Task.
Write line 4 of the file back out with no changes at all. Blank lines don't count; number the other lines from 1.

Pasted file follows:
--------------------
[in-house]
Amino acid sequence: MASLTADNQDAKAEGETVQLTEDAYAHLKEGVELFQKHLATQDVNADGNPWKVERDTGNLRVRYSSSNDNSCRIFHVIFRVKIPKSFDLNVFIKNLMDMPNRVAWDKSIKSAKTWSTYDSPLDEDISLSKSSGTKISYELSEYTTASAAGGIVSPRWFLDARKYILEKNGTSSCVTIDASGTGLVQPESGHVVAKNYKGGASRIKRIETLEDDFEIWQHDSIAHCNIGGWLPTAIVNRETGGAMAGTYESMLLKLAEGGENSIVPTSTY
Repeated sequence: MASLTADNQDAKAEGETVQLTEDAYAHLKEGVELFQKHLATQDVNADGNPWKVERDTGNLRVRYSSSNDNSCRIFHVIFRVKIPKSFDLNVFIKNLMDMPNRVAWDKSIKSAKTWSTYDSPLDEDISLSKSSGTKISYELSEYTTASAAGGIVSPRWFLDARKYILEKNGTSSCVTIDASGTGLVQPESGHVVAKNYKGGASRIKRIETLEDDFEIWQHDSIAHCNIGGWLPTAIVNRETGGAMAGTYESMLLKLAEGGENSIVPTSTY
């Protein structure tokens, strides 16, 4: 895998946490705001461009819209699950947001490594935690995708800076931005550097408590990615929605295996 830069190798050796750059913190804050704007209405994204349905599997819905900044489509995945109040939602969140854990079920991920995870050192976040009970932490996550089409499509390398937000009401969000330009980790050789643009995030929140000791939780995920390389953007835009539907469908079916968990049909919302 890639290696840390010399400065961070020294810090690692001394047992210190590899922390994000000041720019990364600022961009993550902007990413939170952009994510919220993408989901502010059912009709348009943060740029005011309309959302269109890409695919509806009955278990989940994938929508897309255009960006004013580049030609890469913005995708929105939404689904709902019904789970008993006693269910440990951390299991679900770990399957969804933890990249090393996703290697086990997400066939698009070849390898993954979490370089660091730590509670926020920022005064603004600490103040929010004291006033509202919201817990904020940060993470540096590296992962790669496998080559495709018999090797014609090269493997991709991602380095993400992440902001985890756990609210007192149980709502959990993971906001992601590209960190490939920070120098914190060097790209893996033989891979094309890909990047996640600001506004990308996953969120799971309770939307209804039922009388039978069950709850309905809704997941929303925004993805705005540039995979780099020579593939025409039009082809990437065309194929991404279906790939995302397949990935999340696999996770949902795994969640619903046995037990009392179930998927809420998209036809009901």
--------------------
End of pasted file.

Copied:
């Protein structure tokens, strides 16, 4: 895998946490705001461009819209699950947001490594935690995708800076931005550097408590990615929605295996 830069190798050796750059913190804050704007209405994204349905599997819905900044489509995945109040939602969140854990079920991920995870050192976040009970932490996550089409499509390398937000009401969000330009980790050789643009995030929140000791939780995920390389953007835009539907469908079916968990049909919302 890639290696840390010399400065961070020294810090690692001394047992210190590899922390994000000041720019990364600022961009993550902007990413939170952009994510919220993408989901502010059912009709348009943060740029005011309309959302269109890409695919509806009955278990989940994938929508897309255009960006004013580049030609890469913005995708929105939404689904709902019904789970008993006693269910440990951390299991679900770990399957969804933890990249090393996703290697086990997400066939698009070849390898993954979490370089660091730590509670926020920022005064603004600490103040929010004291006033509202919201817990904020940060993470540096590296992962790669496998080559495709018999090797014609090269493997991709991602380095993400992440902001985890756990609210007192149980709502959990993971906001992601590209960190490939920070120098914190060097790209893996033989891979094309890909990047996640600001506004990308996953969120799971309770939307209804039922009388039978069950709850309905809704997941929303925004993805705005540039995979780099020579593939025409039009082809990437065309194929991404279906790939995302397949990935999340696999996770949902795994969640619903046995037990009392179930998927809420998209036809009901």